Rainy Day

The pain was pounding like a hundred thousand crystal jewels falling from the gray clouds of fluff hanging in the sky. Each tap-tap that hit the cold, dark concrete was like music; an African beat, a subtle classical nuance, a pitchy pop tune. I stepped away from the safety of my porch, and it felt like a giant leap; jumping out of an airplane, taking a dive into a pool full of seaweed and exotic fish; it was all the same though. A sharp intake of breathe, a gasp, and then freedom as I fell to the ground, my feet touching the concrete. I turned my head upward and breathed in the humid, wet summer air that reminded me of the beach, my childhood, and liberty. I stepped father away from my porch, onto the grass. Squishy mud and tickly grass seeped between my toes like sand. I twirled. I ran, and I fell. And I laughed. But then I stopped. I stood up slowly, and I looked back at my house. It was crumbling in, becoming smaller and more dilapidated. Gone was the pretty, big house that everyone would like to live in. Gone was the picture-perfect image of a picture-perfect life that I had yet to experience. The house crumbled to the ground in a heap of dust and my family began to disappear, morphing into unknown things. Their pretty images became more like their insides, coarse and bitter, a bit angry and very sad. I closed my eyes, and the rain fell on my cheeks, the tip of my nose, the edge of my eyelids. I stayed like this for a moment. But then it passed. I opened my eyes, and the rain had ceased. The sky was overcast and dull, like any other day. But the rain still dripped from my eyelids, ran down my cheeks. I realized if a person were to be walking by, it might have looked like I was crying.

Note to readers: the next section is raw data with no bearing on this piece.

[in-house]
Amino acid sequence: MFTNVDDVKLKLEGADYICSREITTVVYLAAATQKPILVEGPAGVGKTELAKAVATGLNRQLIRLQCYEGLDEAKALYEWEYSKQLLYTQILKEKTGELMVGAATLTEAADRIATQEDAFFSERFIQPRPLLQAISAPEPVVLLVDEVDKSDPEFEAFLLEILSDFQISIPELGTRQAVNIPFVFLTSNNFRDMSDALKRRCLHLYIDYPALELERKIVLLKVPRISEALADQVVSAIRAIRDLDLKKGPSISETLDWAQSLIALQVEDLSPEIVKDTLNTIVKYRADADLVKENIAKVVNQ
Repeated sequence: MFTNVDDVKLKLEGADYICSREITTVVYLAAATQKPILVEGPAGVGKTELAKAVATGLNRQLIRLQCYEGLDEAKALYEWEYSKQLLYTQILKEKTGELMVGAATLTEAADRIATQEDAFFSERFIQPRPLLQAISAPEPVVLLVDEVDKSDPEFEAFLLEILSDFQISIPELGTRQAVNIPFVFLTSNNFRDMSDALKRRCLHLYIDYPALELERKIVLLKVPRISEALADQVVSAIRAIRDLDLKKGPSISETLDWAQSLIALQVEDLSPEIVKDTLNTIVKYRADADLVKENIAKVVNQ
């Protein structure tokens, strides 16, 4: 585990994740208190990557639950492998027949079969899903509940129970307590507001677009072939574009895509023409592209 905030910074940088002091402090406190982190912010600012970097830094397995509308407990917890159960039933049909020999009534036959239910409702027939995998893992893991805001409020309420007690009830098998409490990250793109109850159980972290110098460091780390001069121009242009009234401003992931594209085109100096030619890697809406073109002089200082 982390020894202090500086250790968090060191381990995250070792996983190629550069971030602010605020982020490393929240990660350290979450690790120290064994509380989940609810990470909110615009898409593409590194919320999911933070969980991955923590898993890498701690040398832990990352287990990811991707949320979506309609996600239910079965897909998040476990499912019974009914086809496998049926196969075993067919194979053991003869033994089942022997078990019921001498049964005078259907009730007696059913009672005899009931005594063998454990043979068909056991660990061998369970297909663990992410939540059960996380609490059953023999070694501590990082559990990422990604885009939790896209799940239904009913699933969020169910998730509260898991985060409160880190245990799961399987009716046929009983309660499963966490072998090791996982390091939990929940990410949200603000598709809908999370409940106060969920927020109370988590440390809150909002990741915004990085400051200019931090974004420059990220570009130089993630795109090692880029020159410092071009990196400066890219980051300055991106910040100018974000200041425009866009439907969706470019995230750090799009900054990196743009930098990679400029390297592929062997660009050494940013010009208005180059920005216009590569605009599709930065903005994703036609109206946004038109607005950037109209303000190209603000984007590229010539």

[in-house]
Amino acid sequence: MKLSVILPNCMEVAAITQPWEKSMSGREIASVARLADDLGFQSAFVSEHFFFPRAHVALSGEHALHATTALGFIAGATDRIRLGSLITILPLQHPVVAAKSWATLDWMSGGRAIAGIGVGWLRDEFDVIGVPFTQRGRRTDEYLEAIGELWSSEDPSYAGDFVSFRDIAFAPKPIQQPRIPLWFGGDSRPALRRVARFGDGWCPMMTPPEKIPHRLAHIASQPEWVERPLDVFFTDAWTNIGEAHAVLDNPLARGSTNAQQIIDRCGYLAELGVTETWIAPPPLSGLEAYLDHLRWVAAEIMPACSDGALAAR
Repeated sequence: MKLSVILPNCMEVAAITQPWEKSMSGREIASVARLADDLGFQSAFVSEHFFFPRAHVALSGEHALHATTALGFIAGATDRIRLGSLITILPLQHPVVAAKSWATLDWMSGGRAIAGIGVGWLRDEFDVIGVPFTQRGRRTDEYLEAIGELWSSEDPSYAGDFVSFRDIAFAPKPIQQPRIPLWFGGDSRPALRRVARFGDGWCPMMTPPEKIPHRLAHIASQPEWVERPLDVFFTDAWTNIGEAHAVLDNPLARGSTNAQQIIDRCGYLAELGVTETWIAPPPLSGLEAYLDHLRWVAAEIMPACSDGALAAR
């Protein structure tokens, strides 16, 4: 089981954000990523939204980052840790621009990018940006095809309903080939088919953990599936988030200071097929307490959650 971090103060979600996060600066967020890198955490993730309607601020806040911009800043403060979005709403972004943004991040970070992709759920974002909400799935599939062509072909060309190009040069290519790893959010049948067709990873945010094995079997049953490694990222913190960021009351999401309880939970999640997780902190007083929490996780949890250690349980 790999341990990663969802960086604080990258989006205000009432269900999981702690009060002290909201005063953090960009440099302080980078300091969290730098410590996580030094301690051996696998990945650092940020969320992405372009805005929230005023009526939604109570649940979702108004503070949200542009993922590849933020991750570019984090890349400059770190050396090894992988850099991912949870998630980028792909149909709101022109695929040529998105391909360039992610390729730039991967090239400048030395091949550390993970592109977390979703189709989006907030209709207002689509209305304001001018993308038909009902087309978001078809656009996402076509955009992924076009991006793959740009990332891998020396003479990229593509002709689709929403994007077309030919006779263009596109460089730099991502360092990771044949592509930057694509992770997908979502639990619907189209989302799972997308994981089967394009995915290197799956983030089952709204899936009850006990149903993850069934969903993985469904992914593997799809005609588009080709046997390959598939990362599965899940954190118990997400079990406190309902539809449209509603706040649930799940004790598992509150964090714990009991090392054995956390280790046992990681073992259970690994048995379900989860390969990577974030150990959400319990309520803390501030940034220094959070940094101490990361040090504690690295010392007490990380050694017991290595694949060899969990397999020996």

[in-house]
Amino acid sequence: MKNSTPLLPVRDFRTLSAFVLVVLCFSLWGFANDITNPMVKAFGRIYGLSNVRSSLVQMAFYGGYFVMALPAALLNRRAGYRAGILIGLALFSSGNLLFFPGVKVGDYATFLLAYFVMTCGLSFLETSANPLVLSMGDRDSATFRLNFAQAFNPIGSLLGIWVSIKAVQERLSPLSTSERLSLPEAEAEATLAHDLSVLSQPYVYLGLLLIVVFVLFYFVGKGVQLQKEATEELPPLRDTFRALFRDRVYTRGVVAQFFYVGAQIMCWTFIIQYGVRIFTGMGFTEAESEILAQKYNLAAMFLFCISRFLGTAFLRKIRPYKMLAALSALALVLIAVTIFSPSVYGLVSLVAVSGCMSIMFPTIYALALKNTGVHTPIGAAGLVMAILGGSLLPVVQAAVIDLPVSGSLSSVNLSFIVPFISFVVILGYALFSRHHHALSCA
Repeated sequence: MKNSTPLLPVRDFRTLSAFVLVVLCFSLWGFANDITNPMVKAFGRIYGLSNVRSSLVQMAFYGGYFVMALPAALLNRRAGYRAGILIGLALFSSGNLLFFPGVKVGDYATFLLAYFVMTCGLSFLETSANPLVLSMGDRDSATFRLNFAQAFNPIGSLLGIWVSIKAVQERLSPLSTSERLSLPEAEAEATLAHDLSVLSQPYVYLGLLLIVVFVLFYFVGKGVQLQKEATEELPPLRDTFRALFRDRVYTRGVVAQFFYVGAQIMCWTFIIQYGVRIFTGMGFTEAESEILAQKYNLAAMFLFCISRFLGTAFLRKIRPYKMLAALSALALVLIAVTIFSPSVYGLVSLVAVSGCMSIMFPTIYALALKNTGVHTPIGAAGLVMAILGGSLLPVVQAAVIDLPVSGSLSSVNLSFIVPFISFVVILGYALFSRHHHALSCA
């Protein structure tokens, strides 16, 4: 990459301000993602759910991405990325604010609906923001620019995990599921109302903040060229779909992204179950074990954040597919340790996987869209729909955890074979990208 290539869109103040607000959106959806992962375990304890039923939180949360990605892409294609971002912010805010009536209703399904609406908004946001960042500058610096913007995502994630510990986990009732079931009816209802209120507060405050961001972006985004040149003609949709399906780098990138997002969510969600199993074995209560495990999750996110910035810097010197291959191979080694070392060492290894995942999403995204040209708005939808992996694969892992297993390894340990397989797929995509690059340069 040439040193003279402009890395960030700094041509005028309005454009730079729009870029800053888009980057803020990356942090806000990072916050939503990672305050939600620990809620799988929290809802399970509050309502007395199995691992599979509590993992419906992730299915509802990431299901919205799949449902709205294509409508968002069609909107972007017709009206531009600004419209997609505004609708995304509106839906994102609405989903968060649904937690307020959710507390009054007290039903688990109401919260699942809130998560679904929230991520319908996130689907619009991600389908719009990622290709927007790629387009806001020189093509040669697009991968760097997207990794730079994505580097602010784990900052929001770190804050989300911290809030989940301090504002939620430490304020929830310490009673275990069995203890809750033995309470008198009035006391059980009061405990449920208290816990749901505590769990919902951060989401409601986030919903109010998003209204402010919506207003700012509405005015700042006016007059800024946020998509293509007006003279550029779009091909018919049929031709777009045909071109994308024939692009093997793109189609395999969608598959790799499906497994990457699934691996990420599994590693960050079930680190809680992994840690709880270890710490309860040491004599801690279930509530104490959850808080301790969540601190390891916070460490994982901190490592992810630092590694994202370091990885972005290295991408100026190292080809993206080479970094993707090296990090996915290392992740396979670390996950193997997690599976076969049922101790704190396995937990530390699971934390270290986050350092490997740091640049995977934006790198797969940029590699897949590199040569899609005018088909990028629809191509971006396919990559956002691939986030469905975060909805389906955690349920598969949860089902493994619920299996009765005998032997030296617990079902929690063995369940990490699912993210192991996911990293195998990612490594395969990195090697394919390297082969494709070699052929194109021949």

You couldn’t tell the difference.

Melissa Lauro

Originally appeared in the 2011-2012 edition of Outside In.